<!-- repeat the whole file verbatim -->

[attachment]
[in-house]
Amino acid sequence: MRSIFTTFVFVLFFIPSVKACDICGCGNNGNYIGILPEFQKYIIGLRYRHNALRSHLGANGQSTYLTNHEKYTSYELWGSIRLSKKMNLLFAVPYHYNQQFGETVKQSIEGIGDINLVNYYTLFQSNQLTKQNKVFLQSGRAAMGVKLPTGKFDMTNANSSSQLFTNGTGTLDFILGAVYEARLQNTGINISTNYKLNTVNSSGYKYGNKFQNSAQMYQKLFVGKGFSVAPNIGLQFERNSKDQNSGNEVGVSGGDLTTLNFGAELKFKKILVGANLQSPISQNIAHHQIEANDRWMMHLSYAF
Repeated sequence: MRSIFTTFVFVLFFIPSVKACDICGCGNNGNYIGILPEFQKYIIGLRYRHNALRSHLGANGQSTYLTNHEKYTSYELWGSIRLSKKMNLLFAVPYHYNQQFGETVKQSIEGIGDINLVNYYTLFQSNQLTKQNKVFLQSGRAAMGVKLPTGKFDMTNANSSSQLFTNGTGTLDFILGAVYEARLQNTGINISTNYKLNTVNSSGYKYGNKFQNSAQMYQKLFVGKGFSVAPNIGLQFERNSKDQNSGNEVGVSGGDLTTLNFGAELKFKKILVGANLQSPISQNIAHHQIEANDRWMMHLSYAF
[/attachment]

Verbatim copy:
[in-house]
Amino acid sequence: MRSIFTTFVFVLFFIPSVKACDICGCGNNGNYIGILPEFQKYIIGLRYRHNALRSHLGANGQSTYLTNHEKYTSYELWGSIRLSKKMNLLFAVPYHYNQQFGETVKQSIEGIGDINLVNYYTLFQSNQLTKQNKVFLQSGRAAMGVKLPTGKFDMTNANSSSQLFTNGTGTLDFILGAVYEARLQNTGINISTNYKLNTVNSSGYKYGNKFQNSAQMYQKLFVGKGFSVAPNIGLQFERNSKDQNSGNEVGVSGGDLTTLNFGAELKFKKILVGANLQSPISQNIAHHQIEANDRWMMHLSYAF
Repeated sequence: MRSIFTTFVFVLFFIPSVKACDICGCGNNGNYIGILPEFQKYIIGLRYRHNALRSHLGANGQSTYLTNHEKYTSYELWGSIRLSKKMNLLFAVPYHYNQQFGETVKQSIEGIGDINLVNYYTLFQSNQLTKQNKVFLQSGRAAMGVKLPTGKFDMTNANSSSQLFTNGTGTLDFILGAVYEARLQNTGINISTNYKLNTVNSSGYKYGNKFQNSAQMYQKLFVGKGFSVAPNIGLQFERNSKDQNSGNEVGVSGGDLTTLNFGAELKFKKILVGANLQSPISQNIAHHQIEANDRWMMHLSYAF